Creps, Off-Road Disciplins

Earl Creps has directed doctoral programs and planted churches, so when he writes a book on spiritual leadership, I get interested.  Darrell originally picked up this book and motivated me to as well.

In Off-Road Disciplines: Spiritual Adventures of Missional Leaders, Creps presents 6 personal disciplines and 6 organizational disciplines that he sees in missional leaders and missional churches.  It is a helpful book, but I would actually recommend it for boomer leaders who want to be intentional about developing leaders for the next generation of the church.  Many boomer leaders are developing younger leaders for the attractional church, and frustration ensues when those they are trying to invest in are drawn to a more missional approach to church and leadership.

Creps talks about his exposure to what he calls postmodernism, uses chance encounters with individuals to demostrate his generalized claims and believes that it took place in the 1960’s.  When an older leader reads that, they often want to think, “Hey, I remember the 60’s – I’m postmodern too.”  When younger leaders read that they often think, “1960’s…that’s 50 years ago right?  50…”)  Yet, I think this book is trying to be more practical, so we’ll try not to deconstruct the whole thing.

Here’s some quality words:

  • p.28, “The reverse engineering POV (point of view) recognizes that a teenage devotee of Manga comics hears the gospel differently from a thirtysomething advertising executive, or a middle-aged English literature professor.  This chapter argues that, in part, postmoderns have it right: POV is everything, and one of the most useful ways to develop a missional POV is to back it out of culture.”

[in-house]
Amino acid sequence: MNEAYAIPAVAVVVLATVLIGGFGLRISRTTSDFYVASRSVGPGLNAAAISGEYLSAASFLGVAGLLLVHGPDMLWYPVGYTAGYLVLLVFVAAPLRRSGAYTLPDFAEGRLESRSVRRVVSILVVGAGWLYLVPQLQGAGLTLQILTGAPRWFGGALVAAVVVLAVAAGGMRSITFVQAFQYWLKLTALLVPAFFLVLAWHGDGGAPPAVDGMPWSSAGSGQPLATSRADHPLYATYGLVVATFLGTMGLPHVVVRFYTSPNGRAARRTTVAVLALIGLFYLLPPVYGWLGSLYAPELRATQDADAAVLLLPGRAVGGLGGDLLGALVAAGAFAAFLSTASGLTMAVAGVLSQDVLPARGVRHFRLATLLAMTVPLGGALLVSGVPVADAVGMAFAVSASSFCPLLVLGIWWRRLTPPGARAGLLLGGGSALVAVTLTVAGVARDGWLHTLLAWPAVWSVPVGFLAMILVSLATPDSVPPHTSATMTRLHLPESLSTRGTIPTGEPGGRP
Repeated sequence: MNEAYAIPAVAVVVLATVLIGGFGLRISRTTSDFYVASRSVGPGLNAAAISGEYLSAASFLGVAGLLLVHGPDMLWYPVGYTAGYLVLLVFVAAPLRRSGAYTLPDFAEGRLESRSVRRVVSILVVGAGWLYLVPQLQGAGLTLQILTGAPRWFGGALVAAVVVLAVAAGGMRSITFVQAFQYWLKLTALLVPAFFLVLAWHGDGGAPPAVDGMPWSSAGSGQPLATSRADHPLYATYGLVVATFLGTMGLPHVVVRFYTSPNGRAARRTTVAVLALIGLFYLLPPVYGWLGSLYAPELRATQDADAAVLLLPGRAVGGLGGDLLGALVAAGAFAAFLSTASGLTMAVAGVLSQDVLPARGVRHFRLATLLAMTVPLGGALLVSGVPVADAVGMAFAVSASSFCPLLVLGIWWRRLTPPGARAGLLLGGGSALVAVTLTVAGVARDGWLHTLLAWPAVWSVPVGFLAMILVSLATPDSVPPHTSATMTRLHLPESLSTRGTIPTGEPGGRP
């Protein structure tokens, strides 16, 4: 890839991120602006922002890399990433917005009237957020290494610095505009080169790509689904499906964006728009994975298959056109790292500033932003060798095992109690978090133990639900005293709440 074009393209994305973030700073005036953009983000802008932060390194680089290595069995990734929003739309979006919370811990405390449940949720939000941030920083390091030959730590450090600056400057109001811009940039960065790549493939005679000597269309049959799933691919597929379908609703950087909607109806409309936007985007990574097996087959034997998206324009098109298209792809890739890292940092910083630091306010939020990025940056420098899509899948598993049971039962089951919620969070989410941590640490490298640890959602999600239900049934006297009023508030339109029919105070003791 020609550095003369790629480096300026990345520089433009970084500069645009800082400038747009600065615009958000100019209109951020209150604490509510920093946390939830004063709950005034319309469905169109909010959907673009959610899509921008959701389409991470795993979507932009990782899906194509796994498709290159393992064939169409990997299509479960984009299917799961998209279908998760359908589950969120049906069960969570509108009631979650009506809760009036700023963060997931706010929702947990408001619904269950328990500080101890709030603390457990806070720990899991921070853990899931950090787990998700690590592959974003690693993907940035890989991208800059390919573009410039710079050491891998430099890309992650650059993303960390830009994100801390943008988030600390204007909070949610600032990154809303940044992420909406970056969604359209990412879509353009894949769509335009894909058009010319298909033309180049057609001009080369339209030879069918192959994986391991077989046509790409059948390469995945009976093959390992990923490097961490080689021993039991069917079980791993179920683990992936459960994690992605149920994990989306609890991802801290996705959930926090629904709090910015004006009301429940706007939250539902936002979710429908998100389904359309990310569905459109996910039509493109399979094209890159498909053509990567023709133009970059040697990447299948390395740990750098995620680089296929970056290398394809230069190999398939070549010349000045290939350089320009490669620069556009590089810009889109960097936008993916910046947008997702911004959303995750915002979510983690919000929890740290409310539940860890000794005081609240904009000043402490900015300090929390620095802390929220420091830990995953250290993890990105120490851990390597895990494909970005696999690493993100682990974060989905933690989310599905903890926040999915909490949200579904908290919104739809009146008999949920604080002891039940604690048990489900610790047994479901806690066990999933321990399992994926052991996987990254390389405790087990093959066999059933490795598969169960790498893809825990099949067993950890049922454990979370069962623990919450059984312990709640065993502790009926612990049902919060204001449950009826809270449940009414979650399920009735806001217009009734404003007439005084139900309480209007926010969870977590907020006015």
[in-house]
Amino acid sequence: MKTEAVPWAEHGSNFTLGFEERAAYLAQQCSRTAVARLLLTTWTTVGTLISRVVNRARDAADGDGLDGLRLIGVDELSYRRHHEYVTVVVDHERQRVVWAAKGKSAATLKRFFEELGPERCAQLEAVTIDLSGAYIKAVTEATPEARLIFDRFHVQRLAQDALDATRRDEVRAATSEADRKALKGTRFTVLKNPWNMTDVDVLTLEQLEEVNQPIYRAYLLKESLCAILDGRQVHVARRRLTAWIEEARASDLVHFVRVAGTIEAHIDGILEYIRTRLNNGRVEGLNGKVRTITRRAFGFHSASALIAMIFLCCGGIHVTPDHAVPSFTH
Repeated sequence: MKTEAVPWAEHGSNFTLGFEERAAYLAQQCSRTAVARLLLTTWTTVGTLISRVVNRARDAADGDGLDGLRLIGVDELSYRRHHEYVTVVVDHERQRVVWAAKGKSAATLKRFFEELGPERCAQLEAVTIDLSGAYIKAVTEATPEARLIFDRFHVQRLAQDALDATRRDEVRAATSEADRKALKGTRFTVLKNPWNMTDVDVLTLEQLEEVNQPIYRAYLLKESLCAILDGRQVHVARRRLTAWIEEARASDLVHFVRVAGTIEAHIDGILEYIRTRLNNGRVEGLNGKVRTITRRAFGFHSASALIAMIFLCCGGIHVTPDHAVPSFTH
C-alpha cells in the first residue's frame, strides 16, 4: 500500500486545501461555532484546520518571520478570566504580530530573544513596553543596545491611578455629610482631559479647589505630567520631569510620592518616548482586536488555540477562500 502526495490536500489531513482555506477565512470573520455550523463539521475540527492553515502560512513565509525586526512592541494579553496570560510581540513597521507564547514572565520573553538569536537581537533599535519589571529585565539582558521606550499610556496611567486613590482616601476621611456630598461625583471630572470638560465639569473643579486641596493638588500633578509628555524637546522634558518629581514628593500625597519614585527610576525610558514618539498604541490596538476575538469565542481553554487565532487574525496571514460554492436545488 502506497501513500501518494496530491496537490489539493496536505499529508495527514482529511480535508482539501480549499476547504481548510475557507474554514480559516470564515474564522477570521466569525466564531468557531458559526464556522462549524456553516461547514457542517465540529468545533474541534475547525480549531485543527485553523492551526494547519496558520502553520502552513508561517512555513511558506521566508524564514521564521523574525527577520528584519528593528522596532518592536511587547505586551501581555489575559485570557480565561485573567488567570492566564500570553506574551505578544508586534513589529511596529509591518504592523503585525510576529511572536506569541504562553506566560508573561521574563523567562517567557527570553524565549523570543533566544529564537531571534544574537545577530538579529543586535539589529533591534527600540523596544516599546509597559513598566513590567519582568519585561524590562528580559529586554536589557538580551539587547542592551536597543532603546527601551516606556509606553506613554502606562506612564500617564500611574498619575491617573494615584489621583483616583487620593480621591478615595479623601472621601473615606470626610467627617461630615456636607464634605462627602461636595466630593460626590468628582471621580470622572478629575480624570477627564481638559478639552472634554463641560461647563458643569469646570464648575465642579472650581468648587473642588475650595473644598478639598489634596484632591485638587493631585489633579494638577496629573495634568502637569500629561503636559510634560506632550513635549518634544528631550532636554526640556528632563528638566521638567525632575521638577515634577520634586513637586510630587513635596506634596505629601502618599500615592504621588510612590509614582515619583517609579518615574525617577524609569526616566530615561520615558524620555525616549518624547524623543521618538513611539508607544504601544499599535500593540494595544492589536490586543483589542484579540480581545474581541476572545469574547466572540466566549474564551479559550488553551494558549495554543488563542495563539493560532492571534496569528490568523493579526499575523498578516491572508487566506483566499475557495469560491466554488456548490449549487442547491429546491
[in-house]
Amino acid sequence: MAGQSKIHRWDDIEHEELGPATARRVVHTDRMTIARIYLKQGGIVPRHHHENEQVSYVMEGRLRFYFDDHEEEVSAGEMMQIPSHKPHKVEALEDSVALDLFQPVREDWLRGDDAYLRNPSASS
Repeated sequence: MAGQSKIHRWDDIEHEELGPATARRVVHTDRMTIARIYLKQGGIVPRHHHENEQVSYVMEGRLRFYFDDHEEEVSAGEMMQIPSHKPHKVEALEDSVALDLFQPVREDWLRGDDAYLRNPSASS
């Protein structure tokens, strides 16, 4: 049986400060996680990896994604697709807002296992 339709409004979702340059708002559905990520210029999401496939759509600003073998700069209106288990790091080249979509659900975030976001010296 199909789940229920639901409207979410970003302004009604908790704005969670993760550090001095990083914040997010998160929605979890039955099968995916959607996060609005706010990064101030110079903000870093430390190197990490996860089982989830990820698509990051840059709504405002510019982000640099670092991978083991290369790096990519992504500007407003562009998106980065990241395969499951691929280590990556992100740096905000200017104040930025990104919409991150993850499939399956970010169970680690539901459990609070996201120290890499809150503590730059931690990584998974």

• p.33, quoting Soul Searching from Christian Smith of Notre Dame, “our findings suggest to us that religious communities should also stop…presuming that U.S. teenagers are actively alienated by religion, are dropping out of their religious congregations in large numbers, cannot relate to adults in their congregations, and so need some radically new ‘postmodern’ type of program or ministry.  None of this seems to be particularly true.”
  • p.119, allowing hard-liner sentiment from any brand to command most of the attention within a group diminishes the contribution of the moderates who hold the potential for harmony in their hands.”
  • p.169, “How are what we called Smallville leaders and Law and Order leaders going to coexist?”
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